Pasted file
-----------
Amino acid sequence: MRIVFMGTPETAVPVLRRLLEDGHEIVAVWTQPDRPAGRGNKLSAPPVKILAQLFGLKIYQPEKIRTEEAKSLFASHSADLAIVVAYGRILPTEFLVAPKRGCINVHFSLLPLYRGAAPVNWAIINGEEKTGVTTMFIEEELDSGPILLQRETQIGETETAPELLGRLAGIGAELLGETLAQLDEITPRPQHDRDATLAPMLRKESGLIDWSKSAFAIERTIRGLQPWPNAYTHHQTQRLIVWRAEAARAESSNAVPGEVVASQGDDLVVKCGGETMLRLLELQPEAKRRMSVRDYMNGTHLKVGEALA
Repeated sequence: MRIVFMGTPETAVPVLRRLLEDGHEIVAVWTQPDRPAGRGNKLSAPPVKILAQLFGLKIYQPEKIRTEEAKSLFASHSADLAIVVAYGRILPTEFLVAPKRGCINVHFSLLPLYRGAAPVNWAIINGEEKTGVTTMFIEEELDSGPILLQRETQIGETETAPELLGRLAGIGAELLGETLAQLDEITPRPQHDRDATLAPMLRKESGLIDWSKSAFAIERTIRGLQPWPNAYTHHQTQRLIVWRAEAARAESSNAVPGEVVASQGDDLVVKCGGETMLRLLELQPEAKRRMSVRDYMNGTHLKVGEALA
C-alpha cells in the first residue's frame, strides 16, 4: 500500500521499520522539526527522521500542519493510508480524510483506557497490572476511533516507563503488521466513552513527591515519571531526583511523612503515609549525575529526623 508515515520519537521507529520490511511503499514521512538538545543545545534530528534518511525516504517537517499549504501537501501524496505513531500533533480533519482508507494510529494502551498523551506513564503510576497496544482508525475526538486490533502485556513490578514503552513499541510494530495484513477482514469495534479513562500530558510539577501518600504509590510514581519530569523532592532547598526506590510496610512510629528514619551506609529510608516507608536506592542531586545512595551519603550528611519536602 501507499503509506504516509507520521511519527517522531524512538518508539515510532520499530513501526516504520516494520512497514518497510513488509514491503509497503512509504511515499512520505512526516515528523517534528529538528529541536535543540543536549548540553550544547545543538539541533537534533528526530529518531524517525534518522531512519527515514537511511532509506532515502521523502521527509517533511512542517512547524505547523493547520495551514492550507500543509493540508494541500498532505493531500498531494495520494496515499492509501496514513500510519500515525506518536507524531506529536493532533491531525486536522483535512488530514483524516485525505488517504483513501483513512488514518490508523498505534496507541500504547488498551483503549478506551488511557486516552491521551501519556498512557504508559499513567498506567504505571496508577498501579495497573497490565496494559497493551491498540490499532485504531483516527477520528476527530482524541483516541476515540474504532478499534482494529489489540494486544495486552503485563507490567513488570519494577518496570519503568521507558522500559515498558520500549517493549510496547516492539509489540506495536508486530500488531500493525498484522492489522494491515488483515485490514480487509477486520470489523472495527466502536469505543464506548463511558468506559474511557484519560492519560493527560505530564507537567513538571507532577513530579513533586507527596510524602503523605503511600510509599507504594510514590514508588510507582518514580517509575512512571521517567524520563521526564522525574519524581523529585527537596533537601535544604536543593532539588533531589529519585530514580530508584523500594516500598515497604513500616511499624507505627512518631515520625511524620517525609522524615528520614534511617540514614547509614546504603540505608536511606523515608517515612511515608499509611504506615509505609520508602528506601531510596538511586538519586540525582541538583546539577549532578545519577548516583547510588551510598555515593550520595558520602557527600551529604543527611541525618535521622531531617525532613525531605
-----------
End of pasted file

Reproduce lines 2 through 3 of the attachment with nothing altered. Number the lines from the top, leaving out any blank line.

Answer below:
Repeated sequence: MRIVFMGTPETAVPVLRRLLEDGHEIVAVWTQPDRPAGRGNKLSAPPVKILAQLFGLKIYQPEKIRTEEAKSLFASHSADLAIVVAYGRILPTEFLVAPKRGCINVHFSLLPLYRGAAPVNWAIINGEEKTGVTTMFIEEELDSGPILLQRETQIGETETAPELLGRLAGIGAELLGETLAQLDEITPRPQHDRDATLAPMLRKESGLIDWSKSAFAIERTIRGLQPWPNAYTHHQTQRLIVWRAEAARAESSNAVPGEVVASQGDDLVVKCGGETMLRLLELQPEAKRRMSVRDYMNGTHLKVGEALA
C-alpha cells in the first residue's frame, strides 16, 4: 500500500521499520522539526527522521500542519493510508480524510483506557497490572476511533516507563503488521466513552513527591515519571531526583511523612503515609549525575529526623 508515515520519537521507529520490511511503499514521512538538545543545545534530528534518511525516504517537517499549504501537501501524496505513531500533533480533519482508507494510529494502551498523551506513564503510576497496544482508525475526538486490533502485556513490578514503552513499541510494530495484513477482514469495534479513562500530558510539577501518600504509590510514581519530569523532592532547598526506590510496610512510629528514619551506609529510608516507608536506592542531586545512595551519603550528611519536602 501507499503509506504516509507520521511519527517522531524512538518508539515510532520499530513501526516504520516494520512497514518497510513488509514491503509497503512509504511515499512520505512526516515528523517534528529538528529541536535543540543536549548540553550544547545543538539541533537534533528526530529518531524517525534518522531512519527515514537511511532509506532515502521523502521527509517533511512542517512547524505547523493547520495551514492550507500543509493540508494541500498532505493531500498531494495520494496515499492509501496514513500510519500515525506518536507524531506529536493532533491531525486536522483535512488530514483524516485525505488517504483513501483513512488514518490508523498505534496507541500504547488498551483503549478506551488511557486516552491521551501519556498512557504508559499513567498506567504505571496508577498501579495497573497490565496494559497493551491498540490499532485504531483516527477520528476527530482524541483516541476515540474504532478499534482494529489489540494486544495486552503485563507490567513488570519494577518496570519503568521507558522500559515498558520500549517493549510496547516492539509489540506495536508486530500488531500493525498484522492489522494491515488483515485490514480487509477486520470489523472495527466502536469505543464506548463511558468506559474511557484519560492519560493527560505530564507537567513538571507532577513530579513533586507527596510524602503523605503511600510509599507504594510514590514508588510507582518514580517509575512512571521517567524520563521526564522525574519524581523529585527537596533537601535544604536543593532539588533531589529519585530514580530508584523500594516500598515497604513500616511499624507505627512518631515520625511524620517525609522524615528520614534511617540514614547509614546504603540505608536511606523515608517515612511515608499509611504506615509505609520508602528506601531510596538511586538519586540525582541538583546539577549532578545519577548516583547510588551510598555515593550520595558520602557527600551529604543527611541525618535521622531531617525532613525531605